After the founding of the empire, the tribal divisions of citizens and freedmen continued, but the only political purpose of the tribal divisions was such that they better enabled the senate to maintain a list of citizens.[2] Tribal divisions also simplified the process by which grain was distributed.[2] Eventually, most freedmen belonged to one of the four urban tribes, while most freemen belonged to one of the thirty-one rural tribes. Heredity continued to be the basis upon which membership in a particular tribe was determined.[2] Under the emperor Tiberius, the electoral powers of the "Tribal Assembly" were transferred to the senate. Each year, after the senate had elected the annual magistrates, the Tribal Assembly also heard the renuntiatio.[2] Any legislation that the emperor submitted to the assemblies for ratification were submitted to the Tribal Assembly.[2] The assembly ratified imperial decrees, starting with the emperor Augustus, and continuing until the emperor Domitian. The ratification of legislation by the assembly, however, had no legal importance as the emperor could make any decree into law, even without the acquiescence of the assemblies. Thus, under the empire, the chief executive again became the chief lawgiver, which was a power he had not held since the days of the early republic.[2] The "Plebeian Council" also survived the fall of the republic,[2] and it also lost its legislative, judicial and electoral powers to the senate. By virtue of his tribunician powers, the emperor always had absolute control over the council.[2]

    See also


    • Abbott, Frank Frost (1901). A History and Description of Roman Political Institutions. Elibron Classics (ISBN 0-543-92749-0).
    • Byrd, Robert (1995). The Senate of the Roman Republic. U.S. Government Printing Office, Senate Document 103-23.
    • Cicero, Marcus Tullius (1841). The Political Works of Marcus Tullius Cicero: Comprising his Treatise on the Commonwealth; and his Treatise on the Laws. Translated from the original, with Dissertations and Notes in Two Volumes. By Francis Barham, Esq. London: Edmund Spettigue. Vol. 1.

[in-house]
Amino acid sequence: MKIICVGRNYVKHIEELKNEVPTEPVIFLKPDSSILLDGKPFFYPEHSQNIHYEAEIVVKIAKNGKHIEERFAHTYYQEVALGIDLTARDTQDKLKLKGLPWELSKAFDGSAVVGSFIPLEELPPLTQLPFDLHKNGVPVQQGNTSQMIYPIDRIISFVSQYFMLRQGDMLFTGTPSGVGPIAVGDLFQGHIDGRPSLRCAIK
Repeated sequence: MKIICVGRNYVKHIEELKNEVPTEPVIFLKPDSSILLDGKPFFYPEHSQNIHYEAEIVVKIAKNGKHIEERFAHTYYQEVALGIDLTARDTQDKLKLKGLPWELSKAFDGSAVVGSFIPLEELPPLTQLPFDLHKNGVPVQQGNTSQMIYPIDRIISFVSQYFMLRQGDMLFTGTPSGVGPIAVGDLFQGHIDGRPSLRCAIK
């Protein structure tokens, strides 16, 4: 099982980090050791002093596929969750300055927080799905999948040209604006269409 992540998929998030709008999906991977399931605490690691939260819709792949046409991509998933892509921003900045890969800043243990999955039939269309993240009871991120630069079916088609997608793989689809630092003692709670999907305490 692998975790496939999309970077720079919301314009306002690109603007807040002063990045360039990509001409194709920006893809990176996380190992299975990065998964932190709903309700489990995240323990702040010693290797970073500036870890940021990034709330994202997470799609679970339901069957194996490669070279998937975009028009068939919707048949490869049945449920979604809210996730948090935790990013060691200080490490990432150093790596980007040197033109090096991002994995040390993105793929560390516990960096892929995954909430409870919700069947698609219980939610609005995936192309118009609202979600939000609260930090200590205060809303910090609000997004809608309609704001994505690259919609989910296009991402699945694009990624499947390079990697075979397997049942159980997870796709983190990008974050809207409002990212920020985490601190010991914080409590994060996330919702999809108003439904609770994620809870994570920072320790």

• Lintott, Andrew (1999). The Constitution of the Roman Republic. Oxford University Press (ISBN 0-19-926108-3).


    Further reading

    • Ihne, Wilhelm. Researches Into the History of the Roman Constitution. William Pickering. 1853.
    • Johnston, Harold Whetstone. Orations and Letters of Cicero: With Historical Introduction, An Outline of the Roman Constitution, Notes, Vocabulary and Index. Scott, Foresman and Company. 1891.
    • Mommsen, Theodor. Roman Constitutional Law. 1871-1888
    • Tighe, Ambrose. The Development of the Roman Constitution. D. Apple & Co. 1886.
    • Von Fritz, Kurt. The Theory of the Mixed Constitution in Antiquity. Columbia University Press, New York. 1975.
    • The Histories by Polybius
    • Cambridge Ancient History, Volumes 9–13.
    • A. Cameron, The Later Roman Empire, (Fontana Press, 1993).
    • M. Crawford, The Roman Republic, (Fontana Press, 1978).
    • E. S. Gruen, "The Last Generation of the Roman Republic" (U California Press, 1974)
    • F. Millar, The Emperor in the Roman World, (Duckworth, 1977, 1992).
    • A. Lintott, "The Constitution of the Roman Republic" (Oxford University Press, 1999)

    Primary sources

    Secondary source material